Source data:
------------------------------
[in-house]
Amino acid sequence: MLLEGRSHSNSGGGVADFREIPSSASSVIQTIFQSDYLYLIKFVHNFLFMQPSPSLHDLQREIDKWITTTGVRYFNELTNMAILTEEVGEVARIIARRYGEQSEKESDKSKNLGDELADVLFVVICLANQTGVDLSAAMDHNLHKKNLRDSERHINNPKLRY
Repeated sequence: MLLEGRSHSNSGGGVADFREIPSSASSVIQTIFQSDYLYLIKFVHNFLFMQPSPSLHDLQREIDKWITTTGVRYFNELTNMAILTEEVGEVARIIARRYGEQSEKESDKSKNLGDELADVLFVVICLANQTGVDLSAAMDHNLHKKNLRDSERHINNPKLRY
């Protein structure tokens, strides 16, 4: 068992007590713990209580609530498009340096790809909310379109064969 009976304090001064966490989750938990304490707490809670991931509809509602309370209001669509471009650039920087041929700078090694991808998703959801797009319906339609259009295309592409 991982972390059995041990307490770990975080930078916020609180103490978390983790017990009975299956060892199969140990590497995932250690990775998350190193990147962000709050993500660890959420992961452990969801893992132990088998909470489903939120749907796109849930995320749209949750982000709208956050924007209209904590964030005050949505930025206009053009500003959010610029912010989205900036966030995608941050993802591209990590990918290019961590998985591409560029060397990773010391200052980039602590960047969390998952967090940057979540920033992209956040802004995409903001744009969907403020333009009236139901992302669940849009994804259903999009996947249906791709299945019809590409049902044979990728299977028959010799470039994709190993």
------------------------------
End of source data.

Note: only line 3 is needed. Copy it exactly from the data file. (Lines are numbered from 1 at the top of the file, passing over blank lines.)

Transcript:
Repeated sequence: MLLEGRSHSNSGGGVADFREIPSSASSVIQTIFQSDYLYLIKFVHNFLFMQPSPSLHDLQREIDKWITTTGVRYFNELTNMAILTEEVGEVARIIARRYGEQSEKESDKSKNLGDELADVLFVVICLANQTGVDLSAAMDHNLHKKNLRDSERHINNPKLRY